How to study the teachings
01 Samsara, Nirvana, and Buddha Nature
Part of an ongoing series of teachings (retreat and Friday) based on the book Samsara, Nirvana, and Buddha Nature, the third volume in The Library of Wisdom and Compassion series by His Holiness the Dalai Lama and Venerable Thubten Chodron.
- Background for the series
- How to approach learning Buddhism
- Overview of the topics covered
- The four truths and 12 links of dependent origination
- Liberation and full awakening
- Mind and its potential
- Six factors to keep in mind
- Analogy of patient, doctor, medicine, cure
- Curing the illness is a collaborative process
- Practicing consistently, having humility
- How is the approach to learning Buddhism different from learning secular material?
- Venerable Chodron said, “Practicing the Dharma is a process of building character, of making ourselves into certain kinds of people with a compassionate motivation and the kind of wisdom to help others. Because this is a gradual process, our teachers don’t expect us to learn and understand everything the first time. The idea is that we hear the teachings many times and each time we hear them, our minds understand it at a different level.” Spend some time considering this. How have you found this to be true in your own practice? How might this help you have some patience with your spiritual progress?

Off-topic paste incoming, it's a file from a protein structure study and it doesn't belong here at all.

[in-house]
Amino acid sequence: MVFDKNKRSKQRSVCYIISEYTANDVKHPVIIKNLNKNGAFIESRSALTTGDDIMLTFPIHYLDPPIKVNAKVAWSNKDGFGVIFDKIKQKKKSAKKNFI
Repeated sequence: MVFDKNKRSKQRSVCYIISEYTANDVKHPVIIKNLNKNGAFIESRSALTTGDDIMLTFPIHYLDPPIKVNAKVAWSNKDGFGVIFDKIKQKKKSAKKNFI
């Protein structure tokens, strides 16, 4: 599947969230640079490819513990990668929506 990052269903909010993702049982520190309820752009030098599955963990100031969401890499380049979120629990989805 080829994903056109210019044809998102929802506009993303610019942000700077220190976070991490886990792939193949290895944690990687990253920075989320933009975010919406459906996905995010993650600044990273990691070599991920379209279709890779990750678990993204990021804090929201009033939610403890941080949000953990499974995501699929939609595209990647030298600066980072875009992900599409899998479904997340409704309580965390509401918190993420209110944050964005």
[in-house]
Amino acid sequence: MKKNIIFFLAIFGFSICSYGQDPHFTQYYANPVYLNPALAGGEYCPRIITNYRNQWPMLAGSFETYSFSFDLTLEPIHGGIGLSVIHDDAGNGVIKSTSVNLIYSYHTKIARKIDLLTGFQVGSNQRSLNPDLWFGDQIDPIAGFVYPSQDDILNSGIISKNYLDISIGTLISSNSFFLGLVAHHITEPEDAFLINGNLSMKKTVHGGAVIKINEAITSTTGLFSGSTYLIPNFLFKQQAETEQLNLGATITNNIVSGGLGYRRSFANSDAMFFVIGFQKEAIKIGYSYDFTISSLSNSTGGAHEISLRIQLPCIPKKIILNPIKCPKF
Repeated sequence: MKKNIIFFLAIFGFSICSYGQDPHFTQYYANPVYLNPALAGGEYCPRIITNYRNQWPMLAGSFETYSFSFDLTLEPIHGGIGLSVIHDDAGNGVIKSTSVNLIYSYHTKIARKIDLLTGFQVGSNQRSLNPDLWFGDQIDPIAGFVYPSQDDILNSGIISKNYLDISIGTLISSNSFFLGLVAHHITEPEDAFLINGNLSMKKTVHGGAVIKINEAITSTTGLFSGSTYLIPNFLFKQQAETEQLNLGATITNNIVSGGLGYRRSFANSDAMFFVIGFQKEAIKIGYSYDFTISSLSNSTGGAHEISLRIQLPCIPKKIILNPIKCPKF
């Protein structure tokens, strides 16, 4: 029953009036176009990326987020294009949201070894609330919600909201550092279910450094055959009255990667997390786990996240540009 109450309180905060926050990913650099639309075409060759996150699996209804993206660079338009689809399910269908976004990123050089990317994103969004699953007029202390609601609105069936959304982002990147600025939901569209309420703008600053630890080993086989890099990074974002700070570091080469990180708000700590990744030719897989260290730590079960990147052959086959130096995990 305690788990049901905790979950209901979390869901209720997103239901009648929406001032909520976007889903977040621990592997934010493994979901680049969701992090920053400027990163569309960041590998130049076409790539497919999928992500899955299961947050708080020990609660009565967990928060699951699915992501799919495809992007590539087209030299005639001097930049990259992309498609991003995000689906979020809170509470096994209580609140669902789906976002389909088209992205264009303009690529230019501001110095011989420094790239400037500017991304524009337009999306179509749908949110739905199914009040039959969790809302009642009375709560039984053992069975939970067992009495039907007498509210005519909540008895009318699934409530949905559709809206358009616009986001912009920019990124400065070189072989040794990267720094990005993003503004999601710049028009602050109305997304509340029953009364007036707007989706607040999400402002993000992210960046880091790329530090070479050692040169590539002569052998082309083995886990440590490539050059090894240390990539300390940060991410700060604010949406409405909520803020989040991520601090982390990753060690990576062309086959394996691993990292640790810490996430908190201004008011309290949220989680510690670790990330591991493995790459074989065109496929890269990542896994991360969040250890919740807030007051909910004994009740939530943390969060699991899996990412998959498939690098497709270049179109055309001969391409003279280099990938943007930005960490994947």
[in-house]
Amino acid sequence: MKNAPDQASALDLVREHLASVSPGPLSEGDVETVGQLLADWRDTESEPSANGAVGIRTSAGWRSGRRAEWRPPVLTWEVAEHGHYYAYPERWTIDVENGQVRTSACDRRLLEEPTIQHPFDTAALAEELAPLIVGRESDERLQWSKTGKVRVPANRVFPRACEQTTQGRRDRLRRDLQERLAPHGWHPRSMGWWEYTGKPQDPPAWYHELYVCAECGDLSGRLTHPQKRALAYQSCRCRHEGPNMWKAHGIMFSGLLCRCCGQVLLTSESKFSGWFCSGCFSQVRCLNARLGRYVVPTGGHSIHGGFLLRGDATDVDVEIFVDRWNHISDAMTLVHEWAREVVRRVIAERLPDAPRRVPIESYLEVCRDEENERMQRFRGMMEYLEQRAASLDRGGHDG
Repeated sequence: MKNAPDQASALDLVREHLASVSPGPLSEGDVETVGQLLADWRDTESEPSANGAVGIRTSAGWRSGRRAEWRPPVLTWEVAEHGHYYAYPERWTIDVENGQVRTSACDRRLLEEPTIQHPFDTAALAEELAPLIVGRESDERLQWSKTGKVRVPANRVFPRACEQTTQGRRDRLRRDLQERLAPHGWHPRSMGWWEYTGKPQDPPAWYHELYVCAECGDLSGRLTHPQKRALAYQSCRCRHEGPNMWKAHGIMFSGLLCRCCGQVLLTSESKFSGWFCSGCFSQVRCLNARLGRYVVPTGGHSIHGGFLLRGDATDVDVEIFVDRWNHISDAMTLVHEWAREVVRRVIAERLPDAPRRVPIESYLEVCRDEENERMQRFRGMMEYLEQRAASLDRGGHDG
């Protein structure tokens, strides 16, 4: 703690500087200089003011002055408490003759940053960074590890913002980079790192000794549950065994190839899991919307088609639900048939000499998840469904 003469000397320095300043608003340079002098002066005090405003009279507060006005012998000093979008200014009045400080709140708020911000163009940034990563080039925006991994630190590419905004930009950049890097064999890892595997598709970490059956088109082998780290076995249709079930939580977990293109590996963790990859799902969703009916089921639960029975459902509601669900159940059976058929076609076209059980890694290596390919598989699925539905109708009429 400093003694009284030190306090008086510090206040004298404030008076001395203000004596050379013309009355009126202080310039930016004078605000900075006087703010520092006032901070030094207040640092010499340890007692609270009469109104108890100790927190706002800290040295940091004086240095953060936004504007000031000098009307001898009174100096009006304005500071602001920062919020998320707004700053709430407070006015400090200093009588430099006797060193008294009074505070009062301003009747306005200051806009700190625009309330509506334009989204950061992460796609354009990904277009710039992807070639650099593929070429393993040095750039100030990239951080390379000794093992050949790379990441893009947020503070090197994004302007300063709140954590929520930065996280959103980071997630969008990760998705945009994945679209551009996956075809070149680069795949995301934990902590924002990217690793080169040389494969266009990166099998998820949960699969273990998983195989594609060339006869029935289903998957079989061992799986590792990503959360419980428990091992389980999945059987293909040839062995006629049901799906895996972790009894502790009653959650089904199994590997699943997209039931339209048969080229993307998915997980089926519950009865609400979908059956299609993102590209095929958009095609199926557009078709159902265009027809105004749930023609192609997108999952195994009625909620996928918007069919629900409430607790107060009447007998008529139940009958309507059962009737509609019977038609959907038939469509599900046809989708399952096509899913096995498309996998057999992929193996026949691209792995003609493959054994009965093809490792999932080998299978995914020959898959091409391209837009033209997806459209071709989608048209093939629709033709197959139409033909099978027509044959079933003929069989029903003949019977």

- Motivation is the most important part of an action. Why?
- What are the six factors that help us cultivate a beneficial motivation? How do each of these support spiritual practice?
- If we don’t respect the teacher and the Dharma, we won’t apply the teachings. Why is respect a necessary part of spiritual practice? Has a lack of respect for teachers or the teachings been a struggle for you at any time? What keeps/has kept you from having respect for the teacher and Dharma?
Venerable Thubten Chodron
Venerable Chodron emphasizes the practical application of Buddha’s teachings in our daily lives and is especially skilled at explaining them in ways easily understood and practiced by Westerners. She is well known for her warm, humorous, and lucid teachings. She was ordained as a Buddhist nun in 1977 by Kyabje Ling Rinpoche in Dharamsala, India, and in 1986 she received bhikshuni (full) ordination in Taiwan. Read her full bio.